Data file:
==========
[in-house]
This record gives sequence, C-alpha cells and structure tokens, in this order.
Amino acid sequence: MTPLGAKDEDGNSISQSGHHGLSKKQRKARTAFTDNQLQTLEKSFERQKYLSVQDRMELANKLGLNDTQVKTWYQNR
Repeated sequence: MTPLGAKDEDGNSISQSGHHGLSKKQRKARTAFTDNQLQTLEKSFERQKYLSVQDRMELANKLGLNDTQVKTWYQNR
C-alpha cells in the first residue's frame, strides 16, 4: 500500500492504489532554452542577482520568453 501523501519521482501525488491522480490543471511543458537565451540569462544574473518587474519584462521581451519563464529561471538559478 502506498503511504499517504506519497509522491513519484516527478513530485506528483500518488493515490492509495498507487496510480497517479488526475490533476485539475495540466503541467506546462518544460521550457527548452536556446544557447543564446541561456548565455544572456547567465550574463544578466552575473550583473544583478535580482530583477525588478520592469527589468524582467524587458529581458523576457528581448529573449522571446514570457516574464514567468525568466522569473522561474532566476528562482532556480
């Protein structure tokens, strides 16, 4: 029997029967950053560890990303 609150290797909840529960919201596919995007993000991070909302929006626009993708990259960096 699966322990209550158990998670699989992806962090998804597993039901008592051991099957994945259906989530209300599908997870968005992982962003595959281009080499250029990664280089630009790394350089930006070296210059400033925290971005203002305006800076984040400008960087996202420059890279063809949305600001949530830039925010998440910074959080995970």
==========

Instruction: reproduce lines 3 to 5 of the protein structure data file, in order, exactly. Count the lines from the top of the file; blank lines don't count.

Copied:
Amino acid sequence: MTPLGAKDEDGNSISQSGHHGLSKKQRKARTAFTDNQLQTLEKSFERQKYLSVQDRMELANKLGLNDTQVKTWYQNR
Repeated sequence: MTPLGAKDEDGNSISQSGHHGLSKKQRKARTAFTDNQLQTLEKSFERQKYLSVQDRMELANKLGLNDTQVKTWYQNR
C-alpha cells in the first residue's frame, strides 16, 4: 500500500492504489532554452542577482520568453 501523501519521482501525488491522480490543471511543458537565451540569462544574473518587474519584462521581451519563464529561471538559478 502506498503511504499517504506519497509522491513519484516527478513530485506528483500518488493515490492509495498507487496510480497517479488526475490533476485539475495540466503541467506546462518544460521550457527548452536556446544557447543564446541561456548565455544572456547567465550574463544578466552575473550583473544583478535580482530583477525588478520592469527589468524582467524587458529581458523576457528581448529573449522571446514570457516574464514567468525568466522569473522561474532566476528562482532556480